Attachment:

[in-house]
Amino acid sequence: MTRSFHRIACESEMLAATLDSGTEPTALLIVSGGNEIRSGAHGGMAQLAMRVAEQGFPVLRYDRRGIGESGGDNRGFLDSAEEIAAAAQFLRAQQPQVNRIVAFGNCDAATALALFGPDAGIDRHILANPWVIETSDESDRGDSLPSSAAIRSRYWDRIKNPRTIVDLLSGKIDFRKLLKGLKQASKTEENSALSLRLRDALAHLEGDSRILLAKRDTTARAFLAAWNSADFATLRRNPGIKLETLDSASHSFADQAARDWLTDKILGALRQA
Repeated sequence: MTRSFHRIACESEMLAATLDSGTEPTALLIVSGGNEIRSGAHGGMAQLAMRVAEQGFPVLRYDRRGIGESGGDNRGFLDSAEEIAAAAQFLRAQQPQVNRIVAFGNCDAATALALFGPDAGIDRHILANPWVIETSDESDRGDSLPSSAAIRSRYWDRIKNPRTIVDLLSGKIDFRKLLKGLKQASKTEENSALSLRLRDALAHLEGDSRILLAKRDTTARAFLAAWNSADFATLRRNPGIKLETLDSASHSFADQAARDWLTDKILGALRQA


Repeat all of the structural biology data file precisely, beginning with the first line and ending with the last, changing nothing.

[in-house]
Amino acid sequence: MTRSFHRIACESEMLAATLDSGTEPTALLIVSGGNEIRSGAHGGMAQLAMRVAEQGFPVLRYDRRGIGESGGDNRGFLDSAEEIAAAAQFLRAQQPQVNRIVAFGNCDAATALALFGPDAGIDRHILANPWVIETSDESDRGDSLPSSAAIRSRYWDRIKNPRTIVDLLSGKIDFRKLLKGLKQASKTEENSALSLRLRDALAHLEGDSRILLAKRDTTARAFLAAWNSADFATLRRNPGIKLETLDSASHSFADQAARDWLTDKILGALRQA
Repeated sequence: MTRSFHRIACESEMLAATLDSGTEPTALLIVSGGNEIRSGAHGGMAQLAMRVAEQGFPVLRYDRRGIGESGGDNRGFLDSAEEIAAAAQFLRAQQPQVNRIVAFGNCDAATALALFGPDAGIDRHILANPWVIETSDESDRGDSLPSSAAIRSRYWDRIKNPRTIVDLLSGKIDFRKLLKGLKQASKTEENSALSLRLRDALAHLEGDSRILLAKRDTTARAFLAAWNSADFATLRRNPGIKLETLDSASHSFADQAARDWLTDKILGALRQA